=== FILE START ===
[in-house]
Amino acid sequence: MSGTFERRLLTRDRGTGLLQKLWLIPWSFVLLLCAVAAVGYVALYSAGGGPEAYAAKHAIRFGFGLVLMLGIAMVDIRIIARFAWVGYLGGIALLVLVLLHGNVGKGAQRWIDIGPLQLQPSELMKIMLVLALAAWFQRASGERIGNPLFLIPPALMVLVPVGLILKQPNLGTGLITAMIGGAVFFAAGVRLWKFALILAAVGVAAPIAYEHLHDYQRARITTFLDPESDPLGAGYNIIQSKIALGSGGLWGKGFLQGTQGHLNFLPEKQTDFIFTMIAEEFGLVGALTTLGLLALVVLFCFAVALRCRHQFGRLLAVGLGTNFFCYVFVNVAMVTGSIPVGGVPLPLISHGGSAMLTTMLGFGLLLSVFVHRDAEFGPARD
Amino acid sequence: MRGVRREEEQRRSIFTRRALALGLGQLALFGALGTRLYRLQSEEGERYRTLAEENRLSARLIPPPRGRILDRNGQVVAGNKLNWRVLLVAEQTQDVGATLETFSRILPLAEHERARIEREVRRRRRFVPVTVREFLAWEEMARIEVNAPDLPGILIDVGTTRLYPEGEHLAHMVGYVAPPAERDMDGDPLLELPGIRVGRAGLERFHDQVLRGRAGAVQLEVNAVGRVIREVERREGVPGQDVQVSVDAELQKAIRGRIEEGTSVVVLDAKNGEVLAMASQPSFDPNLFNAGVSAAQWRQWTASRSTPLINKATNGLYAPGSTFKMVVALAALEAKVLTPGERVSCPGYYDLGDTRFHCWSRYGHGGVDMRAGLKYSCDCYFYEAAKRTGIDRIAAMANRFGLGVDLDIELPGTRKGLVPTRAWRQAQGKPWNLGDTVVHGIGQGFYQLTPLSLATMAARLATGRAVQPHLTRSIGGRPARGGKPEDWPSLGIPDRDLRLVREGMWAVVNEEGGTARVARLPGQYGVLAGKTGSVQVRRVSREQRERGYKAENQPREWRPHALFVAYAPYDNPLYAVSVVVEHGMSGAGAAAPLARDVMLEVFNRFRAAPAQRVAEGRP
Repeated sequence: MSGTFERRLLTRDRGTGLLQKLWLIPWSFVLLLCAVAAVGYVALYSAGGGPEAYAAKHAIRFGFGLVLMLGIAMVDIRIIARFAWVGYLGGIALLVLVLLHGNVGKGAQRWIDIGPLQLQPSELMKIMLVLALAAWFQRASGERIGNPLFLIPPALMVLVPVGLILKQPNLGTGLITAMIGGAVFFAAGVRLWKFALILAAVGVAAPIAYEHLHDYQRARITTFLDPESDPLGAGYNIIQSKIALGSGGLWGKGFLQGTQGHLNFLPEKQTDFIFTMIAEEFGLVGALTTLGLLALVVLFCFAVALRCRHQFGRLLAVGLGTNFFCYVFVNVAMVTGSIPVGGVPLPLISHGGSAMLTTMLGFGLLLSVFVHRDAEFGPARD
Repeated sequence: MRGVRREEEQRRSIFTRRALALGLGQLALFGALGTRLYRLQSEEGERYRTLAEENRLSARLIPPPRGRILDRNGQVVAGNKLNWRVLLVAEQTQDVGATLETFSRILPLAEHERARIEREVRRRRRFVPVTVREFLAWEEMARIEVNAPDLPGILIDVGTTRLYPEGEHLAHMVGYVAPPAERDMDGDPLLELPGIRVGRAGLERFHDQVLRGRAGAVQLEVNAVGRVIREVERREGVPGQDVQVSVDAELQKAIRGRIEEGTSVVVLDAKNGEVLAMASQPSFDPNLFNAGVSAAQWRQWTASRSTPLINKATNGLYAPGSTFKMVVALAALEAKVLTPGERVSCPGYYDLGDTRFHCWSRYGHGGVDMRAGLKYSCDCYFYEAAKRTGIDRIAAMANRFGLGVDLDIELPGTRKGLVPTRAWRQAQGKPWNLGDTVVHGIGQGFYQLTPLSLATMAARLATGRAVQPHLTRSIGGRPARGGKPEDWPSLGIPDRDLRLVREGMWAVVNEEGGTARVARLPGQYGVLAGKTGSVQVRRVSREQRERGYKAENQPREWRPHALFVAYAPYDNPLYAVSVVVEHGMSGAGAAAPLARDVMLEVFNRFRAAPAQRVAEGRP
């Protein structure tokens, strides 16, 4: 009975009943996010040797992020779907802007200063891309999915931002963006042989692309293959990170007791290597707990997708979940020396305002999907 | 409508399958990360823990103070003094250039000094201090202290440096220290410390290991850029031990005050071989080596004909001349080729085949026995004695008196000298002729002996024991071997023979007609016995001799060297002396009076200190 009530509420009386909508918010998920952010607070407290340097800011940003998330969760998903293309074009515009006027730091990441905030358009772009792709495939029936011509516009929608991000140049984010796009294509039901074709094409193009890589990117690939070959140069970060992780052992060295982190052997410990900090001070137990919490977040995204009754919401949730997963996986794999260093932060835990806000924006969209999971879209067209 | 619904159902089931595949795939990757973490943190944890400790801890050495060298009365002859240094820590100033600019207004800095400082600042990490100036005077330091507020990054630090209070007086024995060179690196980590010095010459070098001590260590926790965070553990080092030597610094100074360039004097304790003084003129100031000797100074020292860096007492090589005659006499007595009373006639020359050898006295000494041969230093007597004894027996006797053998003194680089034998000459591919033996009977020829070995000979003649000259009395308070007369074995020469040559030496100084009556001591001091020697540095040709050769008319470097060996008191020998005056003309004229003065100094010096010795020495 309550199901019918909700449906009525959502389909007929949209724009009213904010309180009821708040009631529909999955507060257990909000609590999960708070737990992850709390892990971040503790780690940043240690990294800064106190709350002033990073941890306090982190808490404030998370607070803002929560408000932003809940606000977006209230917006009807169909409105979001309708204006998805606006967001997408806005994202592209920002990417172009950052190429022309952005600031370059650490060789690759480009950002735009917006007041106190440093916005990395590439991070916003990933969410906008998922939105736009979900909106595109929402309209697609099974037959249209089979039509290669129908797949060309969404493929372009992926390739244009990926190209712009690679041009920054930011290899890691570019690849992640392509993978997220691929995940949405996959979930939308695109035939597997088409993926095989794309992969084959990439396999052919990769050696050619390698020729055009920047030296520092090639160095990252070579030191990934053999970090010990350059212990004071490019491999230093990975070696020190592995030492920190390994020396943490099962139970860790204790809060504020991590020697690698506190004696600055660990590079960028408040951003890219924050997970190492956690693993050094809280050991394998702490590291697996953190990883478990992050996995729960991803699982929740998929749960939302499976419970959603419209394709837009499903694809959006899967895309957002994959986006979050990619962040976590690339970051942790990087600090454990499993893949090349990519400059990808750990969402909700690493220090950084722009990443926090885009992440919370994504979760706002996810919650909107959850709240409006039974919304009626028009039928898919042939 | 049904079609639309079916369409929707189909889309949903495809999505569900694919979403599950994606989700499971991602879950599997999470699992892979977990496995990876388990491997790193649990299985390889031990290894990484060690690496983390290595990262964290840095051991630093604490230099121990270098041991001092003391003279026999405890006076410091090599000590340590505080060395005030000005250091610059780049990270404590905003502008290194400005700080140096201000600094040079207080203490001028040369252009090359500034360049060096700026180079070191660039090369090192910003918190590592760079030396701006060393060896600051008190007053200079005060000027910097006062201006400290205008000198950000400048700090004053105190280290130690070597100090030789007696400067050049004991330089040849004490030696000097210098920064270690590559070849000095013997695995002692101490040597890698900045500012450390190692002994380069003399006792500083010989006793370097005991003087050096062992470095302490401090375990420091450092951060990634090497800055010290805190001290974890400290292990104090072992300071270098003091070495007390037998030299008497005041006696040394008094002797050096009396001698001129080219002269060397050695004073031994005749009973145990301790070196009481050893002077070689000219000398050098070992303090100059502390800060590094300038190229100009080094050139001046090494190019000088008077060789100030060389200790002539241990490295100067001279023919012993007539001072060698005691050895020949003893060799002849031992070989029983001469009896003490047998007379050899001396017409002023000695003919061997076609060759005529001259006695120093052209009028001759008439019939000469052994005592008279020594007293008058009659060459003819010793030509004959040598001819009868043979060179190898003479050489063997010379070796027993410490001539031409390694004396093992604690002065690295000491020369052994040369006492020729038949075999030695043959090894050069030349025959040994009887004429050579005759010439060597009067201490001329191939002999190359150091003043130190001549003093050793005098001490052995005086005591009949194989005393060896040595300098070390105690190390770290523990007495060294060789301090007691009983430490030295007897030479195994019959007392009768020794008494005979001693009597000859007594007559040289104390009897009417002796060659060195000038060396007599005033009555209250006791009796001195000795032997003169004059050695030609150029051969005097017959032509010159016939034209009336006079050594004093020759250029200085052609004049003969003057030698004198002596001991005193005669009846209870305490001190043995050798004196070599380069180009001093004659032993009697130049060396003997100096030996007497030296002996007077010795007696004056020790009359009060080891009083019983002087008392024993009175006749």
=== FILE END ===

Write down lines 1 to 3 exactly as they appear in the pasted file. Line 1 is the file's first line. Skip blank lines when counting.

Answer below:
[in-house]
Amino acid sequence: MSGTFERRLLTRDRGTGLLQKLWLIPWSFVLLLCAVAAVGYVALYSAGGGPEAYAAKHAIRFGFGLVLMLGIAMVDIRIIARFAWVGYLGGIALLVLVLLHGNVGKGAQRWIDIGPLQLQPSELMKIMLVLALAAWFQRASGERIGNPLFLIPPALMVLVPVGLILKQPNLGTGLITAMIGGAVFFAAGVRLWKFALILAAVGVAAPIAYEHLHDYQRARITTFLDPESDPLGAGYNIIQSKIALGSGGLWGKGFLQGTQGHLNFLPEKQTDFIFTMIAEEFGLVGALTTLGLLALVVLFCFAVALRCRHQFGRLLAVGLGTNFFCYVFVNVAMVTGSIPVGGVPLPLISHGGSAMLTTMLGFGLLLSVFVHRDAEFGPARD
Amino acid sequence: MRGVRREEEQRRSIFTRRALALGLGQLALFGALGTRLYRLQSEEGERYRTLAEENRLSARLIPPPRGRILDRNGQVVAGNKLNWRVLLVAEQTQDVGATLETFSRILPLAEHERARIEREVRRRRRFVPVTVREFLAWEEMARIEVNAPDLPGILIDVGTTRLYPEGEHLAHMVGYVAPPAERDMDGDPLLELPGIRVGRAGLERFHDQVLRGRAGAVQLEVNAVGRVIREVERREGVPGQDVQVSVDAELQKAIRGRIEEGTSVVVLDAKNGEVLAMASQPSFDPNLFNAGVSAAQWRQWTASRSTPLINKATNGLYAPGSTFKMVVALAALEAKVLTPGERVSCPGYYDLGDTRFHCWSRYGHGGVDMRAGLKYSCDCYFYEAAKRTGIDRIAAMANRFGLGVDLDIELPGTRKGLVPTRAWRQAQGKPWNLGDTVVHGIGQGFYQLTPLSLATMAARLATGRAVQPHLTRSIGGRPARGGKPEDWPSLGIPDRDLRLVREGMWAVVNEEGGTARVARLPGQYGVLAGKTGSVQVRRVSREQRERGYKAENQPREWRPHALFVAYAPYDNPLYAVSVVVEHGMSGAGAAAPLARDVMLEVFNRFRAAPAQRVAEGRP